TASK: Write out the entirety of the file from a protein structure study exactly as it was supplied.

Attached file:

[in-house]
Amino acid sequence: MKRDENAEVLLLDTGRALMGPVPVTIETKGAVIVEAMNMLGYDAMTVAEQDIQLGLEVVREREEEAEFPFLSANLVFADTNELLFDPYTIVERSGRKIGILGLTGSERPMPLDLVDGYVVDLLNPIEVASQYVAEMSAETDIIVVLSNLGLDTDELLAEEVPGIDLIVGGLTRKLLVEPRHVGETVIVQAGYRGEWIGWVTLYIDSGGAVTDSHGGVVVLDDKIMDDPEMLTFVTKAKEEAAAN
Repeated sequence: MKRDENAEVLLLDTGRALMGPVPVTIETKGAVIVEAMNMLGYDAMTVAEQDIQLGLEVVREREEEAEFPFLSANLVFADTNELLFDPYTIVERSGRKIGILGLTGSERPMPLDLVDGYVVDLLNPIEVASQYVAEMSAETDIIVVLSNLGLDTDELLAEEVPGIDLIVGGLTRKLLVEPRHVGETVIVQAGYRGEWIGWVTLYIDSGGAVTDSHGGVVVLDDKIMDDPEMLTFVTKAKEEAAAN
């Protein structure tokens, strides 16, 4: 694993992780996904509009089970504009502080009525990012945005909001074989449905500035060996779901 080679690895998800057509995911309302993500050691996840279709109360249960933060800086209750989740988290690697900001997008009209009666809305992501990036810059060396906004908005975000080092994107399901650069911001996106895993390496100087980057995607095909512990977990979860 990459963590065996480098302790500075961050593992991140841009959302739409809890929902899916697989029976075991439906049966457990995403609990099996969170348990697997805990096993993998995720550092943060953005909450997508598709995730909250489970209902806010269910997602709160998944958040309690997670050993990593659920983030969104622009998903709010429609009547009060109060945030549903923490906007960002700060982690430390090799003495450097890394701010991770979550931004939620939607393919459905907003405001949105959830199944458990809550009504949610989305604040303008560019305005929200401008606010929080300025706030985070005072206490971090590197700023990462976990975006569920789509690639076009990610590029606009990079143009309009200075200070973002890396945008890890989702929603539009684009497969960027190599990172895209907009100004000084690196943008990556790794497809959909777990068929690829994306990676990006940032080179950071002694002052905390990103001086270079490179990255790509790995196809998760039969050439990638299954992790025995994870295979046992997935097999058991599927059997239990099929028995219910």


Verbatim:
[in-house]
Amino acid sequence: MKRDENAEVLLLDTGRALMGPVPVTIETKGAVIVEAMNMLGYDAMTVAEQDIQLGLEVVREREEEAEFPFLSANLVFADTNELLFDPYTIVERSGRKIGILGLTGSERPMPLDLVDGYVVDLLNPIEVASQYVAEMSAETDIIVVLSNLGLDTDELLAEEVPGIDLIVGGLTRKLLVEPRHVGETVIVQAGYRGEWIGWVTLYIDSGGAVTDSHGGVVVLDDKIMDDPEMLTFVTKAKEEAAAN
Repeated sequence: MKRDENAEVLLLDTGRALMGPVPVTIETKGAVIVEAMNMLGYDAMTVAEQDIQLGLEVVREREEEAEFPFLSANLVFADTNELLFDPYTIVERSGRKIGILGLTGSERPMPLDLVDGYVVDLLNPIEVASQYVAEMSAETDIIVVLSNLGLDTDELLAEEVPGIDLIVGGLTRKLLVEPRHVGETVIVQAGYRGEWIGWVTLYIDSGGAVTDSHGGVVVLDDKIMDDPEMLTFVTKAKEEAAAN
């Protein structure tokens, strides 16, 4: 694993992780996904509009089970504009502080009525990012945005909001074989449905500035060996779901 080679690895998800057509995911309302993500050691996840279709109360249960933060800086209750989740988290690697900001997008009209009666809305992501990036810059060396906004908005975000080092994107399901650069911001996106895993390496100087980057995607095909512990977990979860 990459963590065996480098302790500075961050593992991140841009959302739409809890929902899916697989029976075991439906049966457990995403609990099996969170348990697997805990096993993998995720550092943060953005909450997508598709995730909250489970209902806010269910997602709160998944958040309690997670050993990593659920983030969104622009998903709010429609009547009060109060945030549903923490906007960002700060982690430390090799003495450097890394701010991770979550931004939620939607393919459905907003405001949105959830199944458990809550009504949610989305604040303008560019305005929200401008606010929080300025706030985070005072206490971090590197700023990462976990975006569920789509690639076009990610590029606009990079143009309009200075200070973002890396945008890890989702929603539009684009497969960027190599990172895209907009100004000084690196943008990556790794497809959909777990068929690829994306990676990006940032080179950071002694002052905390990103001086270079490179990255790509790995196809998760039969050439990638299954992790025995994870295979046992997935097999058991599927059997239990099929028995219910």